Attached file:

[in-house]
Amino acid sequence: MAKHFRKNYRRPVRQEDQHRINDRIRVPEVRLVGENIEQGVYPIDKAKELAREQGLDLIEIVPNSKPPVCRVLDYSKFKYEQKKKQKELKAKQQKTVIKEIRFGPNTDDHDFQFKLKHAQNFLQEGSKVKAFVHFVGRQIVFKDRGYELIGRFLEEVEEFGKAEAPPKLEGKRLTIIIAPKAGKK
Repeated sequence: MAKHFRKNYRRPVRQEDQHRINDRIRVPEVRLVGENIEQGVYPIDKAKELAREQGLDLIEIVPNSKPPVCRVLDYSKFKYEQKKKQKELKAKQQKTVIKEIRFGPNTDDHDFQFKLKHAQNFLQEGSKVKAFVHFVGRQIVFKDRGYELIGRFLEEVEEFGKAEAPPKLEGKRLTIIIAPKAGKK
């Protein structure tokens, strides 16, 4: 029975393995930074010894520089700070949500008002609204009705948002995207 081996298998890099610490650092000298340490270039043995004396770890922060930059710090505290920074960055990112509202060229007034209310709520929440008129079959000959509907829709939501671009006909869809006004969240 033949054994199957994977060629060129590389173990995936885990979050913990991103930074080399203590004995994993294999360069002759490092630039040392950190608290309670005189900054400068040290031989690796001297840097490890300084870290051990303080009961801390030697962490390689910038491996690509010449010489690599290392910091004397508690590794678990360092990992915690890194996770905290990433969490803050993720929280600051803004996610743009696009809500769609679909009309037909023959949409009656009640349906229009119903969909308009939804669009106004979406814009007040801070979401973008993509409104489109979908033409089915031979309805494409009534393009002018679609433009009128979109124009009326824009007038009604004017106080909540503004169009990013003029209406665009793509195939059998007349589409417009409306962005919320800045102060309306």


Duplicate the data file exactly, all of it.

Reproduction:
[in-house]
Amino acid sequence: MAKHFRKNYRRPVRQEDQHRINDRIRVPEVRLVGENIEQGVYPIDKAKELAREQGLDLIEIVPNSKPPVCRVLDYSKFKYEQKKKQKELKAKQQKTVIKEIRFGPNTDDHDFQFKLKHAQNFLQEGSKVKAFVHFVGRQIVFKDRGYELIGRFLEEVEEFGKAEAPPKLEGKRLTIIIAPKAGKK
Repeated sequence: MAKHFRKNYRRPVRQEDQHRINDRIRVPEVRLVGENIEQGVYPIDKAKELAREQGLDLIEIVPNSKPPVCRVLDYSKFKYEQKKKQKELKAKQQKTVIKEIRFGPNTDDHDFQFKLKHAQNFLQEGSKVKAFVHFVGRQIVFKDRGYELIGRFLEEVEEFGKAEAPPKLEGKRLTIIIAPKAGKK
């Protein structure tokens, strides 16, 4: 029975393995930074010894520089700070949500008002609204009705948002995207 081996298998890099610490650092000298340490270039043995004396770890922060930059710090505290920074960055990112509202060229007034209310709520929440008129079959000959509907829709939501671009006909869809006004969240 033949054994199957994977060629060129590389173990995936885990979050913990991103930074080399203590004995994993294999360069002759490092630039040392950190608290309670005189900054400068040290031989690796001297840097490890300084870290051990303080009961801390030697962490390689910038491996690509010449010489690599290392910091004397508690590794678990360092990992915690890194996770905290990433969490803050993720929280600051803004996610743009696009809500769609679909009309037909023959949409009656009640349906229009119903969909308009939804669009106004979406814009007040801070979401973008993509409104489109979908033409089915031979309805494409009534393009002018679609433009009128979109124009009326824009007038009604004017106080909540503004169009990013003029209406665009793509195939059998007349589409417009409306962005919320800045102060309306």